Geoffrey Bawa was Sri Lanka's most prolific and
influential architect. His work has had tremendous impact upon architecture
throughout Asia and is unanimously acclaimed by connoisseurs of architecture
worldwide. Highly personal in his approach, evoking the pleasures of the senses
that go hand in hand with the climate, landscape, and culture of ancient
Ceylon, Bawa brought together an appreciation of the Western humanist tradition
in architecture with needs and lifestyles of his own country. Although Bawa
came to practice at the age of 38, his buildings over the last 25 or more years
are widely acclaimed in Sri Lanka. The intense devotion he brings to composing
his architecture in an intimate relationship with nature is witnessed by his
attention to landscape and vegetation, the crucial setting for his
architecture. His sensitivity to environment is reflected in his careful
attention to the sequencing of space, the creation of vistas, courtyards, and
walkways, the use of materials and treatment of details.
One of Bawa's earliest domestic buildings, a
courtyard house built in Colombo for Ena De Silva in 1961, was the first to
fuse elements of traditional Sinhalese domestic architecture with modern
concepts of open planning, demonstrating that an outdoor life is viable on a
tight urban plot. The Bentota Beach Hotel of 1968 was Sri Lanka's first
purpose-built resort hotel, combining the conveniences required by demanding
tourists with a sense of place and continuity that has rarely been matched.
During the early 1970s a series of buildings for government departments
developed ideas for the workplace in a tropical city, culminating in the State
Mortgage Bank in Colombo, hailed at the time as one of the world's first
Looking back over his career, two projects hold
the key to an understanding of Bawa's work: the garden at Lunuganga that he has
continued to fashion for almost fifty years, and his own house in Colombo's
Bagatelle Road. Lunuganga is a distant retreat, an outpost on the edge of the
known world, a civilized garden within the larger wilderness of Sri Lanka, transforming
an ancient rubber estate into a series of outdoor rooms that evoke memories of
Sacro Bosco and Stourhead. The town house, in contrast, is an introspective
assemblage of courtyards, verandas and loggias, created by knocking together
four tiny bungalows and adding a white entry tower that peers like a periscope
across neighbouring rooftops towards the distant ocean. It is a haven of peace,
an infinite garden of the mind, locked away within a busy and increasingly
Since Bawa started out on his career, Sri
Lanka's population has almost tripled, while its communities have been
fractured by bitter political and ethnic disputes. Although it might be thought
that his buildings have had no direct impact on the lives of ordinary people,
Bawa has exerted a defining influence on the emerging architecture of
independent Sri Lanka and on successive generations of younger architects. His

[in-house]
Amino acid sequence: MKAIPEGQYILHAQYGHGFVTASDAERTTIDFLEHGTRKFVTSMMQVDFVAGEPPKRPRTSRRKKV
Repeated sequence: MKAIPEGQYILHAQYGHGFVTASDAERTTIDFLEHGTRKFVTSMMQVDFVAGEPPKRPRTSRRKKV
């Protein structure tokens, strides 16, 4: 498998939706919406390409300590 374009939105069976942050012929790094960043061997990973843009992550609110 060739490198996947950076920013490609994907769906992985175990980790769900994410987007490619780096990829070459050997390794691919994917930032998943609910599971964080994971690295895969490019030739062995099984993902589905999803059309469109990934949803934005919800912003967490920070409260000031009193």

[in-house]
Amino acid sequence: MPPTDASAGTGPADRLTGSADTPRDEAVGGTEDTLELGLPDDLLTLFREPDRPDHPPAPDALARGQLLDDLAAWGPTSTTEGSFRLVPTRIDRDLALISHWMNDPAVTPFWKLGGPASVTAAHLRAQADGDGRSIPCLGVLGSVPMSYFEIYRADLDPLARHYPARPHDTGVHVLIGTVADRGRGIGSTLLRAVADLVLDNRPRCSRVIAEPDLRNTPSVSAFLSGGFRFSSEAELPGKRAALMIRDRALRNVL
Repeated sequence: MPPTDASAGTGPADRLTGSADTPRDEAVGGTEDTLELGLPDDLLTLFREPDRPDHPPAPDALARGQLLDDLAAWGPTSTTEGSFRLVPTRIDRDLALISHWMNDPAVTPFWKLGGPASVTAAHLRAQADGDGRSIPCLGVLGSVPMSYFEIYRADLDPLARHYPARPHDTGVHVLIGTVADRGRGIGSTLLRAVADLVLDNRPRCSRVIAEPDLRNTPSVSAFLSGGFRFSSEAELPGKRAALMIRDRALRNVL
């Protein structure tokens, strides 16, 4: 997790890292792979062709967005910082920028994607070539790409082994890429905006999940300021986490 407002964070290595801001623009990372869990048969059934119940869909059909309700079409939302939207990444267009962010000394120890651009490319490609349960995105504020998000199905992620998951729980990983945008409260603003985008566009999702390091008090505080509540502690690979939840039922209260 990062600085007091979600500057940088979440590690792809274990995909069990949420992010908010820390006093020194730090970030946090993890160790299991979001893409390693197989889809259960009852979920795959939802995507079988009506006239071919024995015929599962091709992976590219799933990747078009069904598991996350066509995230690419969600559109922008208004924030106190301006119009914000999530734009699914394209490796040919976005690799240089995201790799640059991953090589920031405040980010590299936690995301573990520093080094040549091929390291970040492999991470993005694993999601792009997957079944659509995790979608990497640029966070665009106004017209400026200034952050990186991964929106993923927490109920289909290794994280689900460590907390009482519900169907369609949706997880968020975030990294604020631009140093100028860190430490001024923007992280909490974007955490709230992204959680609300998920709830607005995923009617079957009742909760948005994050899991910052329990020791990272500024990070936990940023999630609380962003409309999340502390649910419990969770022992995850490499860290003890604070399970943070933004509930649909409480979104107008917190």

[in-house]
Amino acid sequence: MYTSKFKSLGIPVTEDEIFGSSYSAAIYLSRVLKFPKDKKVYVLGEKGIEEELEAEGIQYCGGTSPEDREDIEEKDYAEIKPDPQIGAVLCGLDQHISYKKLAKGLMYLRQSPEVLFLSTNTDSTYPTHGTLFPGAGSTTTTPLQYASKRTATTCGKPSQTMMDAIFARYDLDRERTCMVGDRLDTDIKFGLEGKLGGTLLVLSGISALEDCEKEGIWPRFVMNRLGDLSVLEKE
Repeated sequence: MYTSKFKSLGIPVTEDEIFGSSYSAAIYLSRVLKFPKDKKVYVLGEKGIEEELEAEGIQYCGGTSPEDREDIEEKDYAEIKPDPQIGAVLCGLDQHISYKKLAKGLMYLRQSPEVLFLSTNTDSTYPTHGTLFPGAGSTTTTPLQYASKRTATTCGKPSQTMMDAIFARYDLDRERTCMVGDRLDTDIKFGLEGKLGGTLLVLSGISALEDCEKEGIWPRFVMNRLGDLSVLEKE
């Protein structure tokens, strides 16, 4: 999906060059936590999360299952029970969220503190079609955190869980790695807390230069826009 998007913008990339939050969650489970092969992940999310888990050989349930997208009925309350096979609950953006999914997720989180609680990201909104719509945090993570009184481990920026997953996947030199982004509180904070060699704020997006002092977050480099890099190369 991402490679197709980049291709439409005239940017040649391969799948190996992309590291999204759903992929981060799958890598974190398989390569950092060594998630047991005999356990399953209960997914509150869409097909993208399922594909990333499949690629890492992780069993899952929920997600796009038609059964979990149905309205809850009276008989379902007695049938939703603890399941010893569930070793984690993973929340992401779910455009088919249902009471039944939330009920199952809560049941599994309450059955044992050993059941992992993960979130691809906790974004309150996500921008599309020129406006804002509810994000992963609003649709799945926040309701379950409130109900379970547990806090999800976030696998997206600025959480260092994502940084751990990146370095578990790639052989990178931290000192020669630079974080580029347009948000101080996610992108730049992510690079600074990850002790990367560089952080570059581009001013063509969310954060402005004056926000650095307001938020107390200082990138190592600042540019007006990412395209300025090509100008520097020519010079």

ideas have spread across the island, providing a bridge between the past and
the future, a mirror in which ordinary people can obtain a clearer image of
their own evolving culture.
Khan, Hassan-Uddin. 1995. In Contemporary Asian
Architects. Köln: Taschen Books.
Robson, David. 2001. The Aga Khan Award for
Architecture Chairman's Award.
When they were asked to design a manager's bungalow in 1959 on the Strathspey Estate near Maskeliya, at the foot of Adam's Peak in one of the most remote parts of the Tea Country, Bawa and Plesner found themselves creating not a prototype but one of the last of its kind, a memorial to a fast-disappearing way of life.
A tea-estate bungalow can be compared to the concept of villa suburbana developed by Andrea Palladio; it is like a noble villa situated at the centre of a working farm. Indeed the design that Plesner and Bawa developed owes something to the Palladian tradition: the bungalow is contained within a formal perimeter of walls and outhouses, overlooking the estate but distanced from it and combining beauty with convenience. The atrium is employed not as a focus of peace in a hostile urban environment but more as a safe haven within a stockaded enclosure at the edge of a wilderness.
The plan was conceived as a rectangular enclosure, subdivided to create a hierarchy of three courtyards. The entrance gate is signalled by a tall square water tower of white painted rubble at the south-western corner of the enclosure. It leads into an entrance court and is on axis with the main door to the house itself, which occupies slightly more than half the enclosure and focuses on an internal north south atrium surrounded by a continuous loggia. The main rooms of the house are all arranged around the courtyard with views out towards the north, east and south, while the kitchens and service rooms are located in the west wing. Mono-pitch roofs slope gently in towards the atrium so that the external eaves cantilever up from the perimeter walls as if to draw in the vast panorama of sky and mountain An open verandah between the dining and living rooms frames views towards the north and can be screened off from both rooms or from the outer garden by a system of sliding panels.
The bungalow was built by a local contractor and most of the materials were found on or near the site: the walls of white-painted rubble have large openings infilled with glass or timber and the floors are of polished black stone. Today the house is shrouded by trees and neat rows of vegetables have replaced the old croquet lawns.
Source: Robson, David. 2002. Geoffrey Bawa: The Complete Works. London: Thames & Hudson, p. 73.